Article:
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Was your train on time? Thank a Railway Systems Engineer

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Railway systems engineering is a vital, yet underappreciated profession. Each day, tens of millions of people rely on intercity and commuter rails to get them to work on time, yet so few understand the labor and expertise that goes into making it all possible. Today we’re going to explore what makes railway systems engineering such an important and unique discipline, and how these engineers put their knowledge and skills to work every day to get people and freight to their destination safely and on time.

Railway Systems Engineering: A Synthesis of Engineering Fields

Systems engineering is focused on managing and designing the different elements within a system and the relationships between them, ensuring that they function properly on their own, and within a larger system of systems. Being the tech-savvy reader you are, you’re probably already beginning to guess how applicable and valuable systems engineering is to building and maintaining reliable railway networks, and indeed, it really can’t be overstated.

Railways and the trains that run on them are huge, complex and expensive systems. Between designing and constructing the railways themselves, building and operating the trains, and making sure all the subsystems are functioning and working in harmony with other systems, railway systems engineering is considered a simultaneously broad and specialized field of engineering. It combines aspects of many different disciplines, including machine, industrial, and civil engineering— with systems engineering tying it all together.

Of course, much has changed since the first railway networks were built in the early 19th century. As railway systems have become more advanced, newer technologies like computers and safety-critical systems like positive train control have been incorporated to prevent collisions and derailment, and to make sure trains stay on schedule. Modern railway systems engineering encompasses all of these systems as well.

The Many, Many Aspects of Railway Systems Engineering

Think about how many different subsystems there are in a railway system: automatic doors, lighting, heating, air conditioning, braking, onboard computers— and that’s just the locomotive itself. There’s also the tracks which must be switched as needed to guide the train to the right destination, the electrical supply to the tracks, and the communication and safety systems that regulate speed and prevent trains from colliding with one another. A fault or failure in any one of these subsystems can significantly affect the passenger’s experience, and potentially place them in danger.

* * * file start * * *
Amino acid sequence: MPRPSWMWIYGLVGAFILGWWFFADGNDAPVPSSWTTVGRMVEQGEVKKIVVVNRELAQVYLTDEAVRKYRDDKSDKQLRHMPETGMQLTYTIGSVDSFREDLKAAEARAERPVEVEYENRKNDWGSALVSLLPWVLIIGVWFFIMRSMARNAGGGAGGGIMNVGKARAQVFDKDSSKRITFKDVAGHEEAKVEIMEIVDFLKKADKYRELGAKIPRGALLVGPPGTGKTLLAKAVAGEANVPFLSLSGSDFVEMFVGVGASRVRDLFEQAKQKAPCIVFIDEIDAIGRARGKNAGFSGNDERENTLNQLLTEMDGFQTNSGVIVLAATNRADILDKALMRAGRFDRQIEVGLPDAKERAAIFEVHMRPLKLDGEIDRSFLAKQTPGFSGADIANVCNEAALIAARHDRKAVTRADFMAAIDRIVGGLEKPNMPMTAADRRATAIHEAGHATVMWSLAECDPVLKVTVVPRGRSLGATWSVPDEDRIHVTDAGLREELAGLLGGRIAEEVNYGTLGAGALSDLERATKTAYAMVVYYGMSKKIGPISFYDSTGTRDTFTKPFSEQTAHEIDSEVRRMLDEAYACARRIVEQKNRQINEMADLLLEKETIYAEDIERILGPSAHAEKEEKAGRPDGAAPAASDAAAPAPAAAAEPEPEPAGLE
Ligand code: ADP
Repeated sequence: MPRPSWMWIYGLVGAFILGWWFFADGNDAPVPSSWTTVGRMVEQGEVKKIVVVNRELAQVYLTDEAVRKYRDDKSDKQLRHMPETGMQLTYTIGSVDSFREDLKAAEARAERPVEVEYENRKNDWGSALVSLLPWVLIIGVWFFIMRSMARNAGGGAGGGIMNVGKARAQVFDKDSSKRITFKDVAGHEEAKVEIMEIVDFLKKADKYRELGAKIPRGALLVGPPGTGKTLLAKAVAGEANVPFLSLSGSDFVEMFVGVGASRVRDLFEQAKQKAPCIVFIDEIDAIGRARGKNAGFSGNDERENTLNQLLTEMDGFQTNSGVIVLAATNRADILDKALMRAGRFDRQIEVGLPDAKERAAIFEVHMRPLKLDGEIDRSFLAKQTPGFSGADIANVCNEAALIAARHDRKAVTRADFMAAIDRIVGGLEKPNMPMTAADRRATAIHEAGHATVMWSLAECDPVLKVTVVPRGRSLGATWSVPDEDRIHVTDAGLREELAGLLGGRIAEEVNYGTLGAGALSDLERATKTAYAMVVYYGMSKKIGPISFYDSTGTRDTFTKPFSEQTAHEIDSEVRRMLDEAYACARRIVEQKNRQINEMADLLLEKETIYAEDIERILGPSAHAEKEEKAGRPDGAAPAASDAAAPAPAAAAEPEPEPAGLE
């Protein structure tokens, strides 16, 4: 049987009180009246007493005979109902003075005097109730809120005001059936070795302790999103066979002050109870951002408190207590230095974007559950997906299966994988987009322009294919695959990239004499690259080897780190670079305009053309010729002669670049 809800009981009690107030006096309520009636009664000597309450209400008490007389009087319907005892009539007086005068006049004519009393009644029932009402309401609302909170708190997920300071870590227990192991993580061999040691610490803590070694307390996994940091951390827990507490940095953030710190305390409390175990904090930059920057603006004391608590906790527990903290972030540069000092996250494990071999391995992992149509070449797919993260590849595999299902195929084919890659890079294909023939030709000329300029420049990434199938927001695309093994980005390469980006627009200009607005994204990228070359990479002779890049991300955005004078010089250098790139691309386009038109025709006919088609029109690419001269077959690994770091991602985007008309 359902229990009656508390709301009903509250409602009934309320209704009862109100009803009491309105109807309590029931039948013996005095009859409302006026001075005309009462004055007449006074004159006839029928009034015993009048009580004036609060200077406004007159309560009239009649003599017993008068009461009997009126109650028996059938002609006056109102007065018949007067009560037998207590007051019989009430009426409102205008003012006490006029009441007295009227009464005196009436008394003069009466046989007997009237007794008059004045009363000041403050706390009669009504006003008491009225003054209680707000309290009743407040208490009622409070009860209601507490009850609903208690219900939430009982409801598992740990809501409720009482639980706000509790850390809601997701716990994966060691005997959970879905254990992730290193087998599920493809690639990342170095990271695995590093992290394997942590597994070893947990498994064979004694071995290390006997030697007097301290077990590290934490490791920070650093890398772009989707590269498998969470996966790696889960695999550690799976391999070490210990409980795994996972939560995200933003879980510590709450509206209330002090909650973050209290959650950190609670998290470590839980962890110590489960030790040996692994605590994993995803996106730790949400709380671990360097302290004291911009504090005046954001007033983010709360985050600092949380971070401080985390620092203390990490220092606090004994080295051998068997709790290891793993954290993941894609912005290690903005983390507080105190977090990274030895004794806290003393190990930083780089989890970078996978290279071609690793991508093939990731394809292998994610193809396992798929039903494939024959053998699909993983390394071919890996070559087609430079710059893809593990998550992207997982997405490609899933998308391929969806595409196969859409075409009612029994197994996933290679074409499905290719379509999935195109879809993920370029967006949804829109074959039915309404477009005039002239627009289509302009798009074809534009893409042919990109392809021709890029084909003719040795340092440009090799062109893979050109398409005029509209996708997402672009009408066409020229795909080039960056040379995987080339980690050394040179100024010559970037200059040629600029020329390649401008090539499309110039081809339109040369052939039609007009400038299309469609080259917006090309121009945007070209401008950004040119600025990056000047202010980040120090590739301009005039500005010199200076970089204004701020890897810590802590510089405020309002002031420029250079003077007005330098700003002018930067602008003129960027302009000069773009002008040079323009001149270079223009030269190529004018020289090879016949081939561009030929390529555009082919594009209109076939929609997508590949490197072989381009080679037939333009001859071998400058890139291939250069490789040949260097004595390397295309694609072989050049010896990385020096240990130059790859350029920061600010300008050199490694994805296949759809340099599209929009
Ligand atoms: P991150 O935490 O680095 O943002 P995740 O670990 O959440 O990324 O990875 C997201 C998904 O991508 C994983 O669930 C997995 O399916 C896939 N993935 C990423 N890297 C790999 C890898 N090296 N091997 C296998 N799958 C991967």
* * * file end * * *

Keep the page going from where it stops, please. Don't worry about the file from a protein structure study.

It’s the job of a railway systems engineer to make sure all these systems are working properly together, meeting performance standards, and to intervene when something goes wrong.

Modern trains consist of different mechanical systems which are electronically controlled. A big part of the job is maintaining a communication bus that integrates all these different systems together and allows these different subsystems to communicate with each other. This may include installing onboard software designed to do just that.

Another core focus of railway system engineering is safety. It is essential to have a complete understanding of system architecture in order to be able to analyze where problems are likely to occur, proactively monitor these systems and components, carry out maintenance, and solve safety issues when they occur.

As you can see, it’s a lot to stay on top of, and as anyone working in railway systems engineering knows, it is an ongoing challenge to keep people and freight on schedule while still meeting industry standards and keeping all systems functioning.

When you need to ensure that you’re meeting safety-critical standards, you want only the best on your side. Luckily the experts at Novel are here to help with a comprehensive range of services for locomotive control systems. Our award-winning team has designed hardware and software solutions ranging from automatic protection and positive train control signaling to computer-based interlocking systems, software design and integration and much more. Learn more about how we can help put our railway system engineering experience to work on your project and help you meet and exceed safety-critical standards.

aerospace systems engineering

Topics: Systems Engineering

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